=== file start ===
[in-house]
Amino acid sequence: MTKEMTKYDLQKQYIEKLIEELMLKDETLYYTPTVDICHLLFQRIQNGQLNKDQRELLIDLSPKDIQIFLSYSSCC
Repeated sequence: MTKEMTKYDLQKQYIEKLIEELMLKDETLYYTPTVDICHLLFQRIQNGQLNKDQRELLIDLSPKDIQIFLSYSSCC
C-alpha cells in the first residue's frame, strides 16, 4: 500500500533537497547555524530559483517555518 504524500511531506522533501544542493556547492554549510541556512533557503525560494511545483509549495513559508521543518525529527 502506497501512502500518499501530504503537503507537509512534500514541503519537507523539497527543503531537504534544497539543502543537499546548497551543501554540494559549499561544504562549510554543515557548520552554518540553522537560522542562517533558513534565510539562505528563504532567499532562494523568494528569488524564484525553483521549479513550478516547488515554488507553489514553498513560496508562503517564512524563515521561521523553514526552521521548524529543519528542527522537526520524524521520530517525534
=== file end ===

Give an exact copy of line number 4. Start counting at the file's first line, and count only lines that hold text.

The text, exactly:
C-alpha cells in the first residue's frame, strides 16, 4: 500500500533537497547555524530559483517555518 504524500511531506522533501544542493556547492554549510541556512533557503525560494511545483509549495513559508521543518525529527 502506497501512502500518499501530504503537503507537509512534500514541503519537507523539497527543503531537504534544497539543502543537499546548497551543501554540494559549499561544504562549510554543515557548520552554518540553522537560522542562517533558513534565510539562505528563504532567499532562494523568494528569488524564484525553483521549479513550478516547488515554488507553489514553498513560496508562503517564512524563515521561521523553514526552521521548524529543519528542527522537526520524524521520530517525534